Spring is just around the corner and it’s time for a good spring cleaning. Sometimes, actually often, Lightroom can become very messy. A good wash and cleanup can help a lot. The larger the catalog, the messier Lightroom gets.

The Files

The Photos

The simplest and the best way to speedup everything is to delete all the “so-so” photos. All the photos that you have never looked back at since taking them. These are the mediocre photos. These photos do not have a sentimental value and they do not have any technical value. They do nothing, they just crowd and swarm the quality photos.

Every so often, I go bananas and decide to delete a few thousand of these “so-so” photos.

The Previews

Usually, it is faster to generate the full 1:1 previews during the import instead of generating each preview as you browse. It’s not really faster, but it gives the impression of being faster when browsing the photos.

The problem is “How long to keep the previews?” I have 2 catalogs. The first catalog has almost 150 thousand photos and the second one just over 20 thousand photos. How many of these photos do I look at it again? Just as much as you do. Here are the sizes:

Catalog Photos Size Size of Previews
WIP/Temp 148,487 1.8Gb 17.5 Gb
My Work 20,142 249Mb 3.2 Gb

By deleting all the previews, Lightroom will rebuild the previews as needed and only when for the specific photos. For me, that’s another 20 gigabytes of free space and 20 Gb less to backup/restore.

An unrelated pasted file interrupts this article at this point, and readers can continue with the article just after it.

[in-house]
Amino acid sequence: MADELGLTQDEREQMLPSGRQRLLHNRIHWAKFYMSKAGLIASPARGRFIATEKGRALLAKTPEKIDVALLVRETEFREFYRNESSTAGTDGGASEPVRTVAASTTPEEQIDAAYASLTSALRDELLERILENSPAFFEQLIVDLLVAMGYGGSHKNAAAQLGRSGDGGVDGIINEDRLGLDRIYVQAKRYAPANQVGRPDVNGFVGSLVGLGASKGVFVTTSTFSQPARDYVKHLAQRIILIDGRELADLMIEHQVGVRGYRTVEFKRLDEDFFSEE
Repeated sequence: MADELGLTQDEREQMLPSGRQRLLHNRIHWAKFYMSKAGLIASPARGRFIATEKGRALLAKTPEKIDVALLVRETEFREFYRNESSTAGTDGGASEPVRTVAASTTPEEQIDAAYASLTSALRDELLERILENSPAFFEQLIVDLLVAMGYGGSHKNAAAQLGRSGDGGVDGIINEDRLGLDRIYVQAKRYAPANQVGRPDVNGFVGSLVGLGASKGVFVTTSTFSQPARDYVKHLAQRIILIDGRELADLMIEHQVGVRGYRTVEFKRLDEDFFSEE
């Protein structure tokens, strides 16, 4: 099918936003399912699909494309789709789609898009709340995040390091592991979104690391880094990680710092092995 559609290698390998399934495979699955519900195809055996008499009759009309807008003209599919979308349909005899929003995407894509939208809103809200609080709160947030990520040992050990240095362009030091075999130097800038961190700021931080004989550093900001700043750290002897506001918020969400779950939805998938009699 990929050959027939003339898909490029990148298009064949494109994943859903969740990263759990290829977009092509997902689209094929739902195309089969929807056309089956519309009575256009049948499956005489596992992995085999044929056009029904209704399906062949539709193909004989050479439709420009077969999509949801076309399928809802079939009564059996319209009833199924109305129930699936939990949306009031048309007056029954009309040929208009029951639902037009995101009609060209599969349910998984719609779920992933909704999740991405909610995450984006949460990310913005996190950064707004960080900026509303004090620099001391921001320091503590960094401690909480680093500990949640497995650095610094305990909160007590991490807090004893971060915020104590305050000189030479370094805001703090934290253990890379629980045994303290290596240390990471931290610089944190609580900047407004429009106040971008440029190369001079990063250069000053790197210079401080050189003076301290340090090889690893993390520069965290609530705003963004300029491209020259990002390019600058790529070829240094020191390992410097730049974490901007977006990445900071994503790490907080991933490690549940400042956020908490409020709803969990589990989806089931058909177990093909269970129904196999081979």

The Backups

Actually, Lightroom doesn’t backup anything. It only copies the catalog, usually in a directory that is next to the catalog, so if you crash your drive, you crash both the catalog and the backups…

How many backups do you have? By default, it’s one backup per week, this means dozens of backups that are not current. Time to delete most of the old dates.

The Lightroom Stuff

The Collections

Because of the way I work, a large number of my collections are temporary. All my important collections sets have sub-collections:

  1. All
  2. Selects, the photos that I will show to the customer
  3. Picks, the photos tat I like and/or the customer likes
  4. Web final, the photos that are destined for the web
  5. Print final, the photos that are to be printed

When I’m done, I usually replace the sub-collections with keywords and delete the sub-collections, except for the prints which are processed separately.

  • How many of the keywords, you have never used?
  • How many of the presets in the Develop module, you have installed and not used since Lightroom 1.x?
  • How many watermarks, borders… you have never used?
  • What about all these wonderful templates that are sitting doing nothing…

The catalog gets cleaned up, optimized and backed up when I exit Lightroom.